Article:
At six months of age your baby is more accepting of new foods, tastes and textures. This is the best time to introduce your baby to a good variety of vegetables, meats and grains. This is why I believe starting about two weeks before your baby hits the six months mark means you are ready for this stage of weaning. At six months of age your child can now eat eggs and dairy and they can also start to eat your family foods. In this blog I will outline what’s involved at six months and how you can set your child up for a positive weaning experience.
Moving to 3 meals a day
By six months your baby should be on three meals a day. With a nice gap between the baby’s milk and their food. Baby should be eating about 60ml at each mealtime from six months. Don’t worry if your baby is not eating this amount; as long as they are getting the correct amount of milk you do not need to be concerned. But do watch that they are still getting the correct amount of milk for their age and if not start adding their milk to the food.
When we prepare vegetable or fruit purees it is easy to get them to a very runny consistency. It’s not so easy when we include foods like chicken, tomatoes or peas. At six months of age your baby will be able for this consistency and you should always challenge your baby to move on in texture with every meal. If you find that your baby gags and won’t accept the food then perhaps you have moved too fast. Take a step back and try again in a few days.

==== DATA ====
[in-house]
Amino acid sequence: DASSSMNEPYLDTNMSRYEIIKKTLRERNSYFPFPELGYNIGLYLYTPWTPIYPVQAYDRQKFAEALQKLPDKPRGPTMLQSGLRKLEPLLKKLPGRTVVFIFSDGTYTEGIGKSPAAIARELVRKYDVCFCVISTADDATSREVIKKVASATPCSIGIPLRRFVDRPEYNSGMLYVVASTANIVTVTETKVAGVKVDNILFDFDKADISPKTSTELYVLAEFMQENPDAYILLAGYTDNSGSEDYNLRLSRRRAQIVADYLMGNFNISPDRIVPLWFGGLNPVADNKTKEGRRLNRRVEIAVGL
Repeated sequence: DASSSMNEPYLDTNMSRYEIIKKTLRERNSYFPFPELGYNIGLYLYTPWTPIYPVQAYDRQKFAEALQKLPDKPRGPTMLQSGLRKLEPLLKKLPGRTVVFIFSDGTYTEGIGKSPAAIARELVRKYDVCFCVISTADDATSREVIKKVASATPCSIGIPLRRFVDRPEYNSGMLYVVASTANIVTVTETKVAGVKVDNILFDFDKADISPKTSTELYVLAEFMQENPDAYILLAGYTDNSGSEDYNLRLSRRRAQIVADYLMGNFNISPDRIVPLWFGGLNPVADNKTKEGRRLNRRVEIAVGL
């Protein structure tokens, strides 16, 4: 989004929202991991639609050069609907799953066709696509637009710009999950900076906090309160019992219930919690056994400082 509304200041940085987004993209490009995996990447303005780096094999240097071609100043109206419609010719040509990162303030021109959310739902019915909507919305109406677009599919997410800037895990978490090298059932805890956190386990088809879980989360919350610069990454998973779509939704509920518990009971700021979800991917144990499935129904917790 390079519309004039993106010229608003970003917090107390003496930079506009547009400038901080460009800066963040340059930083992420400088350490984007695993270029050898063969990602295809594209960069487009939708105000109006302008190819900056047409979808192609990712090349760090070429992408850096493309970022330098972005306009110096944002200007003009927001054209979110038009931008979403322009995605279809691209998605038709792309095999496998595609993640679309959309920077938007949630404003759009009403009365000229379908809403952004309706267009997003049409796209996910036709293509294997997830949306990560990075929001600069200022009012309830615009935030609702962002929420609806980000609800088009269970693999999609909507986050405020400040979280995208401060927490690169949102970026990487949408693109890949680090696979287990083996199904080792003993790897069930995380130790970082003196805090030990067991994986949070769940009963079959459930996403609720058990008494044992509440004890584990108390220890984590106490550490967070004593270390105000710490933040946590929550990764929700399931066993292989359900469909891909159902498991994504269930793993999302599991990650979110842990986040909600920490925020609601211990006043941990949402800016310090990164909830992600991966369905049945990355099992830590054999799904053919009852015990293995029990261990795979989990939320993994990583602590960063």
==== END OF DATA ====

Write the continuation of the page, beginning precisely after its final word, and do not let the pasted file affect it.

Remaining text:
Introduce grains such as lentils, pasta and rice. I love to prepare meals that include say fish and a sauce and freeze this. Then when I prepare it again for baby I will include a different carbohydrate such as pasta, quinoa or rice each time I serve it. This small change ensures your baby is getting different tastes and textures throughout the week.
It is important to not just include purees in your baby’s weaning journey but also include fingers foods. It’s best to include these from six months. The first month of introducing finger foods can be the most difficult as your baby may not grasp the idea but at this stage its just about learning so don’t be concerned if they don’t manage to pick up the food until about 7 months. Holding off until later then six months may mean that your baby won’t accept the finger food and prefers to be spoon-fed. I would also always advice making a meal as a finger food offering a dip – the puree, and a dipper – the stick of carrot or pasta shape. By offering finger food after a meal your baby will only play with the food.
Beaker and spoon
As I previously mentioned your baby is more accepting of new things at six months of age. This is why it is best to include a beaker and a spoon so that despite your baby not being able to drink from the beaker or hold a spoon they will grasp them quicker and be more accepting of these come one years of age.
Offer tap water (making sure its safe to drink) from age six months. Your baby does not need the liquids if they are getting their milk but again it’s about teaching your child to use the beaker from an early age. Offer a spoon that is small enough for your baby’s hand and has a thin and soft tip. Encourage your child to feed themselves by preloading the spoon.